A criminal gang responsible for trafficking Hungarian women into the UK to take part in sham marriages has been jailed for more than 13 years, following a UK investigation supported by Europol.
A Hungarian and a Pakistani were the ringleaders in the gang that trafficked women into the UK, through the port of Dover. Once on British soil, the women were all forced to take part in sham marriages to Pakistani men in early 2013. The women, who were from south west Hungary, were unaware as to what they would endure when they arrived in the UK. The women have all now been able to return to Hungary.
The gang members were caught and arrested in August and October last year, following a UK Home Office criminal investigation into the marriages, which took place in Bury and Rochdale. The ringleaders of the criminal group, Hungarian and Pakistani nationals, pleaded guilty to assisting unlawful immigration; the Pakistani national also pleaded guilty to trafficking females into the UK for exploitation. Another Pakistani national was found guilty of conspiracy to assist unlawful immigration. All of the men will be subject to automatic deportation orders at the end of their sentences.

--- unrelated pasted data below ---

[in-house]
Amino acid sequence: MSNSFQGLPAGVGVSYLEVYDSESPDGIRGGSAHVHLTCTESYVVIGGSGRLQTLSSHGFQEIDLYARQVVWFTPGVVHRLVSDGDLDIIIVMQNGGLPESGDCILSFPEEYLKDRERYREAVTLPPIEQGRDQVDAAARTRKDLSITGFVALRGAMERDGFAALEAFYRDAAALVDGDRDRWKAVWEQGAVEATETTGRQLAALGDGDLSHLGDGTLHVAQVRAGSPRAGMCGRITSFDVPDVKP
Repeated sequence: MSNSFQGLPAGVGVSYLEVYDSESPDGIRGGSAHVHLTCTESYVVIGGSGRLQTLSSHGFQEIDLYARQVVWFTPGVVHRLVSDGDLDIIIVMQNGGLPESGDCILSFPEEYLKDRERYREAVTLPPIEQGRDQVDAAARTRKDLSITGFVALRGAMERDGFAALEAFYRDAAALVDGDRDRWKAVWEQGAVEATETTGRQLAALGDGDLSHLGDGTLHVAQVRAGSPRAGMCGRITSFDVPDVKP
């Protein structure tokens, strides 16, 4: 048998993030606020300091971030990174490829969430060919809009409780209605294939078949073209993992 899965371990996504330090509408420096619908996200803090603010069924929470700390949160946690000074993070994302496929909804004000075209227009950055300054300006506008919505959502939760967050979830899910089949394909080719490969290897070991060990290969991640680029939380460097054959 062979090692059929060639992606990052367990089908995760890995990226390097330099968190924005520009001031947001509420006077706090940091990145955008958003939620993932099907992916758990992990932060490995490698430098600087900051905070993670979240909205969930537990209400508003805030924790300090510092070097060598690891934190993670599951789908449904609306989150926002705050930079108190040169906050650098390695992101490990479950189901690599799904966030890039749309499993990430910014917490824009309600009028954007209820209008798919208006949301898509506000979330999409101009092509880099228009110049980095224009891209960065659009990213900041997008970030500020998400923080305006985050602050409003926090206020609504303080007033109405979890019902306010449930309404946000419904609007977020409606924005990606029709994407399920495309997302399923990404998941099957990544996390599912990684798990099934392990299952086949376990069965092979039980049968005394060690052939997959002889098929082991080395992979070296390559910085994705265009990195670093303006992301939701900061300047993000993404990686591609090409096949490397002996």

Europol supported this cross-border people trafficking operation from the start by facilitating information exchange and the development of international links, as well as organising an operational meeting in Hungary for the competent authorities.
Dave Magrath, from the UK Home Office’s Immigration Enforcement Criminal Investigations team, said: "These women were given false promises and trafficked for the sake of taking part in sham marriages. We have worked closely with our partners in Europol and the Hungarian National Police service to successfully stop these criminals who have actively targeted and manipulated vulnerable young women. Trafficking is an abhorrent crime and I hope this case sends a clear message to those involved overseas that international borders will not stop us from tracking you down and bringing you to justice."
Europol has issued an Early Warning Notification (2014/8) to law enforcement authorities to increase awareness of the exploitation of victims in organised marriages of convenience, which has been identified as an emerging trend in the trafficking in human beings.